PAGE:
By: Deanna Green

Students have so much talent, and this year they’ve added self-care and support to their long list of skills in order to succeed during the COVID-19 pandemic.

Within a month of the first reported cases in Washington state, nearly all postsecondary education was virtual. Amazingly, most students successfully continued pursuing their academic goals despite the shifting landscape of COVID-19. Now, a year on, we are realizing the effects.

Students are experiencing added stress as they adapt, which is only multiplied for those who have fewer resources and greater responsibilities. As a result, greater numbers of underserved students held back from attending college this fall, while others are pressing pause on their progress toward a degree or certificate. Future enrollment indicators in Washington are also signaling that this worrying trend may continue. 

Rising to a challenge is nothing new for these students though. Many are the first in their family to attend college, some are raising families of their own and a majority are working at least part-time to pay for school. Now they are getting resourceful, pioneering innovative approaches to learning, implementing valuable self-care practices and flat out persevering.

Their heroic efforts deserve recognition and can also serve as an example of how current and future students can succeed through challenge.

Supporting Student Success and Health During COVID-19

One of the goals of our scholarship program is to improve student achievement, and that means providing wholistic support. So, I decided to ask a few Community Foundation scholarship recipients about their struggle and success during COVID-19.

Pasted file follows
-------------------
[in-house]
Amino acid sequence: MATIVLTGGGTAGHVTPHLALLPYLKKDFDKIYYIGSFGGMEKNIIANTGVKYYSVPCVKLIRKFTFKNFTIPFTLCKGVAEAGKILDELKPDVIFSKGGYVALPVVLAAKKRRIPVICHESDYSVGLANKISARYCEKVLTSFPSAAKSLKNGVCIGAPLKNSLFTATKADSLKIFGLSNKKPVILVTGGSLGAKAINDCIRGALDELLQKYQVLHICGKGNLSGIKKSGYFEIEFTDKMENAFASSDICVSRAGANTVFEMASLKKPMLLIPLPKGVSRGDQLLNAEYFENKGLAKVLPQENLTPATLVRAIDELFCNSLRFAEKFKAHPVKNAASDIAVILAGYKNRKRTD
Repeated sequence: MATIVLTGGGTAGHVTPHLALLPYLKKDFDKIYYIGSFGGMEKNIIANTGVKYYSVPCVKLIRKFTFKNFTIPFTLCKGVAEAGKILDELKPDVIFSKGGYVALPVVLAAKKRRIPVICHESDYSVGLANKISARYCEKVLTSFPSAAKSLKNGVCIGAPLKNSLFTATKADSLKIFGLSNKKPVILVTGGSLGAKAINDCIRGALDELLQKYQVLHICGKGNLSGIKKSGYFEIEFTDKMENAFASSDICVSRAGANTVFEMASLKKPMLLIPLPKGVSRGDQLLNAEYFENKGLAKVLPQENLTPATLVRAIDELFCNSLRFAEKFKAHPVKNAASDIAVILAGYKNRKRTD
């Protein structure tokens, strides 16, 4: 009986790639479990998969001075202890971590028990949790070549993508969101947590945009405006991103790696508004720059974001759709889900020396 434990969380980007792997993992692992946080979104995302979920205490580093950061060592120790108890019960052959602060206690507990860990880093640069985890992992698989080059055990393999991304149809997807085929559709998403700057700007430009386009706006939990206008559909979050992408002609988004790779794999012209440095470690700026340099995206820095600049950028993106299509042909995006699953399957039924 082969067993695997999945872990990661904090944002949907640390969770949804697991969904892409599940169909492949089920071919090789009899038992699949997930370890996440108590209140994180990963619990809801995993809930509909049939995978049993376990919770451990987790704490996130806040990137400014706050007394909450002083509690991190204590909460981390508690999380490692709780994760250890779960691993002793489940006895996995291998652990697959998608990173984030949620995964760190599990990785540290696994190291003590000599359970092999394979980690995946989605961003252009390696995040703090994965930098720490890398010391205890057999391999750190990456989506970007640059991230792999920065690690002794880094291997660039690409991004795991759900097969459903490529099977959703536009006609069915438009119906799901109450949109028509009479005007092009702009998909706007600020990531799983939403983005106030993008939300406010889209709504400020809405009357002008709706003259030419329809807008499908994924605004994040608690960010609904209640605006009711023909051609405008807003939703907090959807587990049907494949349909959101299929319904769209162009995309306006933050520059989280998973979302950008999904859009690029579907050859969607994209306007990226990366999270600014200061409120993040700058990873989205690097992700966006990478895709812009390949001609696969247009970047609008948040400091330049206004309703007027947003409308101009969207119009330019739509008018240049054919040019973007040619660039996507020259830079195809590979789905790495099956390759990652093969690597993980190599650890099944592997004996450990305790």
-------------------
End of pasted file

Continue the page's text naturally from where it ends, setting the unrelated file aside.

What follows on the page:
Our conversations provided some great tips on how students can do well and stay well during these difficult times. It also helped me compile the following list of financial and mental health supports that students are using to succeed during COVID-19 

1. Apply for multiple financial aid opportunities

Getting an education is expensive and may seem out of reach if you or your family members have recently lost work. However, state and federal aid is available; you just need to apply. In fact, Washington has one of the most generous financial aid programs in the country.

Students should always start their financial aid search by filling out the Free Application for Federal Student Aid (FAFSA) or completing the Washington Application for State Financial Aid (WASFA). If you don’t qualify for the first, try the second. Either will open the door for students looking to apply for the Washington College Grant.

The Washington College Grant covers the full tuition cost at any public college or university in Washington for a student whose family of four makes up to $50,000 a year. Some aid is even available on a sliding scale for students whose families make up to $97,000 a year, and can even be applied to some private colleges.

Scholarships are also an increasingly important source of financial aid. The Community Foundation manages more than 60 scholarship funds, some of which give preference to non-traditional and underserved students. Last year, nearly 50 percent of our applicants received awards. For even more opportunities, you can explore statewide listings at Washboard.org. 

The Washington State Opportunity Scholarship is another option for students seeking their Bachelor’s degree or a career or technical certificate. This public-private partnership connects our state’s industries with top talent by reducing barriers to education. The current aid window closes on February 11, 2021, so act fast! 

Enrolled students who have suffered financial setbacks as a result of the pandemic can also appeal for a revised financial aid package. Swift Student provides templates and step-by-step instructions on how to approach your college financial aid office. The process is officially called professional judgement. Don’t let the technical jargon scare you though; most colleges understand the realities of COVID-19 and are more than willing to work with you.

Just starting your financial aid search? Make sure to read through our pointers on how to prioritize your efforts. If you’ve received a few financial aid award letters, the next step is figuring out how to decodthe jargon. Then use tools like the College Financing Plan or thsimple award letter comparison template to ensure you’re comparing apples to apples.

2. Seek out the emergency assistance you need